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Skaven Blood Bowl Pitch & Modular Sewer Terrain for AOS This blog will document my progress in building a Skaven Blood Bowl pitch which will also be part of a larger modular sewer complex for Age of Sigmar. I will also discuss some of the model making techniques, tools and materials used during this project. I find the idea of building a Blood Bowl pitch incredibly appealing. It's a relatively small project that has the potential to look great. It can also be extended with the addition of a stadium with grandstands and scoreboards. In choosing to build a sewer themed pitch for Skaven this also lends itself to be the initial part of a larger project to build a sewer themed 4'x 6' AOS board. I first played Blood Bowl way back in '88 when I first became aware of Games Workshop and tabletop Wargames. It was actually the Blood Bowl miniatures in White Dwarf 108 that started my interest in the hobby. I had a few games with a friend and subsequently purchased Dungeon Bowl but never really amerced myself into the game. This latest release has piqued my interest as it has a lot of nostalgia for me, it's easy to get into and has the potential for lots of cool updates based on previous incarnations of the game. I've chosen Skaven as I've wanted to paint them for a long time and I think they look so cool. This also gives me a chance to make a start on a project that I've been thinking about for some time. Whilst at the Realms at War AOS event in Cambridge I had the opportunity to catch up with @Wayne kemp, the Skaven Master, and discuss what would be the ultimate AOS table/terrain. When I posed this question Wayne was very eloquent in saying that the ultimate AOS table doesn't exist as everyone has a different idea of what would be the ultimate. His ultimate table would be a Skaven theme, probably sewer themed whereas he said @Dan Heelan would probably prefer a Lizardman theme. I really liked the idea of a modular sewer themed board for AOS as this has the potential to be a multi-system board, possibility of being used for other games, say 40k. I'm not a 40k player but have been collecting Genestealer Cults which lends itself to this sort of environment. I've also wanted to build an urban board for some time. I came across this amazing blog, http://privateerpressforums.com/showthread.php?176894-Magnetized-Modular-Sewer-Cavern-Board-(WIP) , some years ago and have wanted to do something similar ever since. Unfortunately the blog seems to have stalled but there's plenty of great inspiration in there. Building a modular sewer themed board also gives you the potential to build a multi level board which seems to quite popular in AOS at the moment. So my initial plan is to build a sewer themed Skaven Bowl Bowl pitch. Fortunately each half of the pitch fits into a 2'x2' square allowing me to use the two halves as separate modular AOS terrain. The design will be based upon a Victorian style brick sewer with lots of arches and pipes for added Steampunk Skaveness. The pitch will be elevated on a plinth that rises out of the surrounding sewer which contains industrial pipe machinery. The bottom half of the drawing below illustrates the brick and pipework design to be used on the sides of the plinth whilst the top shows the top of the plinth with the pitch squares. I always use squared paper to draw designs for model making projects. I find it makes it a lot quicker and easier to draw, particularly when drawing buildings. I next had to decide what materials I would use for the construction. I wanted the model to be lightweight and durable as it would need to be transported from place to place. I construct nearly all my architectural terrain pieces using sheets of expanded pvc. I have used this for decades, it is lightweight, strong, easy to cut, glue and sand. It also comes in various different thickness from 1mm to 30mm. You can also score texture into it's surface to create different textures such as wood grain, brick or stone. However for this model I would he using it soley for the structure and the paving of the model. The base / flooring is 5mm, the walls are 3mm and the buttresses and pipe shelf are 8mm. I wanted to give the sides, which would be made up of brick arches, more texture and depth so I opted for blue foam (styrofoam). The tools I use for working with expanded pvc are; technical pencil, cutting mat, Swann Morten scalpel, engineeers square 7" & 5", steel rules 6" & 12", sanding block 400 grade, superglue and zip kicker. For expanded pvc thicknesses greater than 5mm I use a circular table saw for cutting. I've not used blue foam much but understand the principles of the material. When creating brickwork in foam I would usually use a biro and draw the brickwork straight on causing the brick work to be engraved. Whilst this can look good it can be inconsistent and can look untidy. This is a reasonably lengthy process due to hand drawing each piece and I wanted to have identical brickwork on each arch. So I came up with the idea of printing each styrofoam piece. I can't imagine this is an original idea as it seems so obvious however I have not seen anyone else doing this. The idea is based upon the original printing process of block printing developed in the middle ages. Styrofoam is a soft material that can be indented, so I created a 'negative' brickwork mould in which a piece of styrofoam can be pressed into using a press. The mould was made from a base of 3mm expanded pvc, the brick design drawn on then the mortar was added using 1mm styrene strips. 1mm expanded pvc was used to build up the sides to hold the styrofoam in place. The styrofoam was cut into strips 9mm thick using a bandsaw which were then sanded smooth to a depth of 7.5mm and cut to size to fit the mould. As you can see from the pic below I used two blocks of wood and some clamps to create the press for the mould. To create depth to the walls I printed smaller pieces of foam to be added to the arches. The printed pieces were then cut and glued. This worked incredibly well, was very quick to use and I was churning out brickwork styrofoam like a Victorian workhouse. This was helped massively by @Mitzy for supplying me with a massive chunk of blue foam. I created another 'generic brick' mould to use for any plain areas of brickwork I would need. To add a little variation to the brick depth I depressed some of the bricks using a piece of plastic. For the pipework I used Hirst Arts pipe moulds 320 & 321 which are fantastic quality. These are quite expensive but having a mould means you can have as much pipework as you like. I used 'low odour' fast cast polyurethane resin as I wanted it to be very durable and Quick to produce. Fast cast resin has a de-mould time of approximately 30 mins. I would need a lot of pipework so I ordered 1.5kg of resin. The two moulds would give me a variety of pipe pieces in two different pipe diameters. This should give me enough variety to make the pipework sufficiently interesting. Here's a wip pic of half the pitch. The space to the right of the pitch will be the dug out area. The squares on the pitch will be paving and the different zones are divided by gutters recessed into the pitch. The pitch will also have drain covers. More progress soon. Thanks for reading. Bish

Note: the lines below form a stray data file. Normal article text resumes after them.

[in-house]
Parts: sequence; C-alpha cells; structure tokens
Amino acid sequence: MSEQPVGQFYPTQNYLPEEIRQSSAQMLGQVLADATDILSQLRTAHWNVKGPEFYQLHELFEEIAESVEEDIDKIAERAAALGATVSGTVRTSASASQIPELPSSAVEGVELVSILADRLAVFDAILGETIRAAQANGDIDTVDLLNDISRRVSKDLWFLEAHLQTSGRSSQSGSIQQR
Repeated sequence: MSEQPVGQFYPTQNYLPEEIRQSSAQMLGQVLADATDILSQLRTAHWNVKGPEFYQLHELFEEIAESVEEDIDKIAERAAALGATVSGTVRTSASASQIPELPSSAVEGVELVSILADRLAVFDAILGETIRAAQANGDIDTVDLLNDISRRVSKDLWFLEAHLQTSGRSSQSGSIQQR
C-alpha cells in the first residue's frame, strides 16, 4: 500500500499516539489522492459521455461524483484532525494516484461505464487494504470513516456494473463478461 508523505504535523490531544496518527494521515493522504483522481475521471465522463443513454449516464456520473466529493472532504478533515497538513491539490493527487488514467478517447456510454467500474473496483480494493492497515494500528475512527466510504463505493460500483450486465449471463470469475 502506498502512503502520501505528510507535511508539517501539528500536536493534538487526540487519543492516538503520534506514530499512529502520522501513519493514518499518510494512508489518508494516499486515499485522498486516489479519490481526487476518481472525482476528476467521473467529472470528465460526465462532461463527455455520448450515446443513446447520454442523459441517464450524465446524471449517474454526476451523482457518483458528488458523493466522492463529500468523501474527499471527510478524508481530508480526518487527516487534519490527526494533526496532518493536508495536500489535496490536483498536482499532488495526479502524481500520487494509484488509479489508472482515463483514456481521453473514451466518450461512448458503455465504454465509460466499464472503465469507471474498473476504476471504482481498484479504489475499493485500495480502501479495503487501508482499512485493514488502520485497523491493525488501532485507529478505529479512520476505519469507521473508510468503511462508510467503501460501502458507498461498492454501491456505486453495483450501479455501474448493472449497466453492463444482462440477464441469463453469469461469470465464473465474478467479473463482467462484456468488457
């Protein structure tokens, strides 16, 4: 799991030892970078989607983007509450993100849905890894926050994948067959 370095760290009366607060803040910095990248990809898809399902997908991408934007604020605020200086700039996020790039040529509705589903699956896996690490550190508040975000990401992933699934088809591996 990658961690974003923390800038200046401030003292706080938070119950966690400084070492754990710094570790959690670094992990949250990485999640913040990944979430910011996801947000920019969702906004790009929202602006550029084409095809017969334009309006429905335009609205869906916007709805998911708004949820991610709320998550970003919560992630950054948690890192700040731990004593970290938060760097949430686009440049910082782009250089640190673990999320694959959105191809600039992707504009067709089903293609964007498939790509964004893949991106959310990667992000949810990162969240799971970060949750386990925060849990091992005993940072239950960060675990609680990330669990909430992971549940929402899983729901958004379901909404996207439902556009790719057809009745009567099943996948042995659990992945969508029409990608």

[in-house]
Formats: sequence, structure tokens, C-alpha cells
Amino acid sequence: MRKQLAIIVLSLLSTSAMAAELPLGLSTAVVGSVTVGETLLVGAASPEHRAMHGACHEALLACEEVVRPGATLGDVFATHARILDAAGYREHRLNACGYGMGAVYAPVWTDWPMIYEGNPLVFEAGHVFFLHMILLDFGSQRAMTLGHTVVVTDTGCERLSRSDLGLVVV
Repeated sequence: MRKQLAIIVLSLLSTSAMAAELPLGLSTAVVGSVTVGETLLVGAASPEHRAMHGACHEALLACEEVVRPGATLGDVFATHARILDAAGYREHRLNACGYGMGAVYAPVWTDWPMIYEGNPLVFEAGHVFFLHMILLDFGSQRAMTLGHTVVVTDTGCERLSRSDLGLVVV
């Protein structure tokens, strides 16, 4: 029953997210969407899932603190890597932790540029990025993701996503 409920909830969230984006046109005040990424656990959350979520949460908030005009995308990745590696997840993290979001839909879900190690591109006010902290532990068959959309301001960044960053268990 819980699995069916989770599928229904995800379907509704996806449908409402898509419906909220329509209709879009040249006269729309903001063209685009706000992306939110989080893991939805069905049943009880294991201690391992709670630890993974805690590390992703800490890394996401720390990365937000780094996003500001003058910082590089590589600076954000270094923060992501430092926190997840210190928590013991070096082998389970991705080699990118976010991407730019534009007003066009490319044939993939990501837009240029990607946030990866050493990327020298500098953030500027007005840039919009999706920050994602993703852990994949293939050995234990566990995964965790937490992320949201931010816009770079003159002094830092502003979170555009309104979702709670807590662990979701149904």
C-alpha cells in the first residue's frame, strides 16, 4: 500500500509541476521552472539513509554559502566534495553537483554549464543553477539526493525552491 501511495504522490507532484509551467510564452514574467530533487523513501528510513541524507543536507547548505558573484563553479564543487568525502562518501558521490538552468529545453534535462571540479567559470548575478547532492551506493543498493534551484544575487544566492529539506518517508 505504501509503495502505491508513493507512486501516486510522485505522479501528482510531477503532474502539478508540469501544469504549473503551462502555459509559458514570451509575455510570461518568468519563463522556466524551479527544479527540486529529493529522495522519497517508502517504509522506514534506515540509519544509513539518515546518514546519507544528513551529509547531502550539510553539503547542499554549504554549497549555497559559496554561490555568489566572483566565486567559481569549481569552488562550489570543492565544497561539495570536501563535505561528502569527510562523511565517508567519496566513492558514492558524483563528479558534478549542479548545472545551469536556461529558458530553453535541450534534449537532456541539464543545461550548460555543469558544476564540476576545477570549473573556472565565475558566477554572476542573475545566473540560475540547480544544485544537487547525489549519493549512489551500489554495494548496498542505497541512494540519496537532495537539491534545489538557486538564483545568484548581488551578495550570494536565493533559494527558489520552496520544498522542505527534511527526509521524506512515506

A quick method of making amazing looking deciduous trees for you wargames. what you will need: 1.Woodland Scenics tree armatures (without foliage), any size or tree type is fine. 2. Sydeco tropical moss (plastic aquarium plant) comes in green or red. 3. Plasticard/expanded pvc, static grass, tufts, leaf litter for base 4. Hobby knife, superglue, paints, brushes (optional). 1. Armature These armatures require manipulation to achieve a realistic tree shape. Before this I removed the base and cleaned off the mould lines (this is optional and can be tedious and time consuming but I cannot stand mould lines). Once cleaned the trunk can be twisted and the braches repositioned. Wrap the bottom of the trunk in tissue paper (to protect the model) then grip with pliers and twist. I then painted the armature (this is also optional). 2. Foliage The next stage is to add the foliage. I used Sydeco tropical moss aquarium plant. You can buy this from the above website or Pets at Home (in UK) for approx. £4-6, pets at home have offers all the time. I use mostly the green but have also used the red. You will need to pull it off its armature and separate the 'branches'. You don't need to paint it although I did to make it more realistic, I also wanted an autumn silver birch colour. To paint them I put the branches on cocktail sticks (you will need to drill some as you will need the hole all the way through. I brushed on citadel paints although spraying would probably be easier. I used 4 different shades of yellow painting one colour on one 'branch' in four different batches then I mixed up the colours when applying them to the armature. The foliage simply slides onto the armature and I used superglue to secure the foliage in place. 3. Basing Simply cut a base to size (my bases were the same width as the tree branches) glue the tree and then add whatever foliage to match your wargames table. Autumnal Silver Birch Trees (before being based) With scenic base, leaf litter, static grass and tufts These trees are incredibly durable. If you skip the mould line cleaning and painting they are quick to make but look less realistic. Good luck and happy model making. I will be posting more terrain tutorials if there is the interest. comments and feedback welcome. cheers Bishmeister